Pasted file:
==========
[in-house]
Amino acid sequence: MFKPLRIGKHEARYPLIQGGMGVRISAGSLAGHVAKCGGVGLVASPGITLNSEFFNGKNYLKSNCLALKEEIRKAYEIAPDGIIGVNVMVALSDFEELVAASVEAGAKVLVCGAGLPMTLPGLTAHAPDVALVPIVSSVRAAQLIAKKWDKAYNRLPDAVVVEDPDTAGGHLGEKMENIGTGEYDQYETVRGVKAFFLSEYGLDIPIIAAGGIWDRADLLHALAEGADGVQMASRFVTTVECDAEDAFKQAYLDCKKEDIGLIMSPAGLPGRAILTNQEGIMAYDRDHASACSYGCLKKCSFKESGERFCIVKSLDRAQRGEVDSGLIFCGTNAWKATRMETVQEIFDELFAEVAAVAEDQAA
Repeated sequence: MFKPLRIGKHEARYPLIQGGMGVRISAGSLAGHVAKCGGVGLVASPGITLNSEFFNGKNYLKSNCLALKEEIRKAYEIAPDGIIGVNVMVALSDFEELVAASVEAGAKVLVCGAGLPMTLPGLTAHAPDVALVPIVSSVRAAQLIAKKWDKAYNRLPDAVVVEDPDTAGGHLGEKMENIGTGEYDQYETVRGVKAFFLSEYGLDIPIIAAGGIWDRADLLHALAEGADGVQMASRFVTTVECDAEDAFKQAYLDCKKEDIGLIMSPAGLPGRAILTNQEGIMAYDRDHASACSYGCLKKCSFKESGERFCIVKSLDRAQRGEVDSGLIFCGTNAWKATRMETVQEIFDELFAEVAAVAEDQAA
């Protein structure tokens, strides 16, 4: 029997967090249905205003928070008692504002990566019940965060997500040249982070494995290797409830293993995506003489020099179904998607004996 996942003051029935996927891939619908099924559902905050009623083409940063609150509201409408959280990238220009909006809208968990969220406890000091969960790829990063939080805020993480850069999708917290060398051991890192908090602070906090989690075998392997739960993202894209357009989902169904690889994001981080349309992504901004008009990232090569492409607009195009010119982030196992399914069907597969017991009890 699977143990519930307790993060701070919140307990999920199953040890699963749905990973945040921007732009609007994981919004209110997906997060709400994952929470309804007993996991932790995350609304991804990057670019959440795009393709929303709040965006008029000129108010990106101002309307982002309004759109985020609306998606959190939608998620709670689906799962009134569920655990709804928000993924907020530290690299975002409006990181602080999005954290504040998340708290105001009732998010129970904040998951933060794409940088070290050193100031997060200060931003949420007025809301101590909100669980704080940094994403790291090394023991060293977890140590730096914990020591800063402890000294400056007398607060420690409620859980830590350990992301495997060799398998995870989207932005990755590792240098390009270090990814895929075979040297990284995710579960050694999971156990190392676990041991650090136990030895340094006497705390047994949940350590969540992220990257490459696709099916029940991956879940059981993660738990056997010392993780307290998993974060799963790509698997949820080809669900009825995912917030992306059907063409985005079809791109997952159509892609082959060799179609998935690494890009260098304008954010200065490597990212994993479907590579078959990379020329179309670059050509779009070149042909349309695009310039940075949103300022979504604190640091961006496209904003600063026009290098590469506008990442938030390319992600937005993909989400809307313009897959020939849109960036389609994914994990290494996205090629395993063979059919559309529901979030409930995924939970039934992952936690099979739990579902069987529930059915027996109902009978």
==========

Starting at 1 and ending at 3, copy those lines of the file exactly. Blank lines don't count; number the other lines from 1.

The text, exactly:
[in-house]
Amino acid sequence: MFKPLRIGKHEARYPLIQGGMGVRISAGSLAGHVAKCGGVGLVASPGITLNSEFFNGKNYLKSNCLALKEEIRKAYEIAPDGIIGVNVMVALSDFEELVAASVEAGAKVLVCGAGLPMTLPGLTAHAPDVALVPIVSSVRAAQLIAKKWDKAYNRLPDAVVVEDPDTAGGHLGEKMENIGTGEYDQYETVRGVKAFFLSEYGLDIPIIAAGGIWDRADLLHALAEGADGVQMASRFVTTVECDAEDAFKQAYLDCKKEDIGLIMSPAGLPGRAILTNQEGIMAYDRDHASACSYGCLKKCSFKESGERFCIVKSLDRAQRGEVDSGLIFCGTNAWKATRMETVQEIFDELFAEVAAVAEDQAA
Repeated sequence: MFKPLRIGKHEARYPLIQGGMGVRISAGSLAGHVAKCGGVGLVASPGITLNSEFFNGKNYLKSNCLALKEEIRKAYEIAPDGIIGVNVMVALSDFEELVAASVEAGAKVLVCGAGLPMTLPGLTAHAPDVALVPIVSSVRAAQLIAKKWDKAYNRLPDAVVVEDPDTAGGHLGEKMENIGTGEYDQYETVRGVKAFFLSEYGLDIPIIAAGGIWDRADLLHALAEGADGVQMASRFVTTVECDAEDAFKQAYLDCKKEDIGLIMSPAGLPGRAILTNQEGIMAYDRDHASACSYGCLKKCSFKESGERFCIVKSLDRAQRGEVDSGLIFCGTNAWKATRMETVQEIFDELFAEVAAVAEDQAA